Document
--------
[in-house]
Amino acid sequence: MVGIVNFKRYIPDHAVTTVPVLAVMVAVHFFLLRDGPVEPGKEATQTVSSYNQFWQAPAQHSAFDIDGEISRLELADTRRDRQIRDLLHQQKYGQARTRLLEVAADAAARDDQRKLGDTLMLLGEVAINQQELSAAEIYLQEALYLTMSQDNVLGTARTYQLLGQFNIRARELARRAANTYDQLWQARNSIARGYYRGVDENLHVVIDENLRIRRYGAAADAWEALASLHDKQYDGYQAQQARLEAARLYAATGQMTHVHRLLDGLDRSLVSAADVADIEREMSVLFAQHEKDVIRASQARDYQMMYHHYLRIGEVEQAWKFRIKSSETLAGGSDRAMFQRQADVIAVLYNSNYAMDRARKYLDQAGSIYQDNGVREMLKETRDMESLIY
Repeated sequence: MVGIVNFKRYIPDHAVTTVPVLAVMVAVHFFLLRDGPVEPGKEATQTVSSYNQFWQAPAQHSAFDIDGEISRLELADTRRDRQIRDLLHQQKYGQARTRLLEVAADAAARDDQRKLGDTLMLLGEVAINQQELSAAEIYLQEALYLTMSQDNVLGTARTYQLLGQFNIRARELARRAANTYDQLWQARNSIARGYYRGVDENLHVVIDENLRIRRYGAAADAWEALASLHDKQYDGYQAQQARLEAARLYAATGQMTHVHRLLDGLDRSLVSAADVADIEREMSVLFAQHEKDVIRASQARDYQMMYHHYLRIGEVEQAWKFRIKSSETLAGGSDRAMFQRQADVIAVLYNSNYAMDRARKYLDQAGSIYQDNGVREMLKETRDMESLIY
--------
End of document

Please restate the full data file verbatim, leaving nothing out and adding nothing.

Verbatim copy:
[in-house]
Amino acid sequence: MVGIVNFKRYIPDHAVTTVPVLAVMVAVHFFLLRDGPVEPGKEATQTVSSYNQFWQAPAQHSAFDIDGEISRLELADTRRDRQIRDLLHQQKYGQARTRLLEVAADAAARDDQRKLGDTLMLLGEVAINQQELSAAEIYLQEALYLTMSQDNVLGTARTYQLLGQFNIRARELARRAANTYDQLWQARNSIARGYYRGVDENLHVVIDENLRIRRYGAAADAWEALASLHDKQYDGYQAQQARLEAARLYAATGQMTHVHRLLDGLDRSLVSAADVADIEREMSVLFAQHEKDVIRASQARDYQMMYHHYLRIGEVEQAWKFRIKSSETLAGGSDRAMFQRQADVIAVLYNSNYAMDRARKYLDQAGSIYQDNGVREMLKETRDMESLIY
Repeated sequence: MVGIVNFKRYIPDHAVTTVPVLAVMVAVHFFLLRDGPVEPGKEATQTVSSYNQFWQAPAQHSAFDIDGEISRLELADTRRDRQIRDLLHQQKYGQARTRLLEVAADAAARDDQRKLGDTLMLLGEVAINQQELSAAEIYLQEALYLTMSQDNVLGTARTYQLLGQFNIRARELARRAANTYDQLWQARNSIARGYYRGVDENLHVVIDENLRIRRYGAAADAWEALASLHDKQYDGYQAQQARLEAARLYAATGQMTHVHRLLDGLDRSLVSAADVADIEREMSVLFAQHEKDVIRASQARDYQMMYHHYLRIGEVEQAWKFRIKSSETLAGGSDRAMFQRQADVIAVLYNSNYAMDRARKYLDQAGSIYQDNGVREMLKETRDMESLIY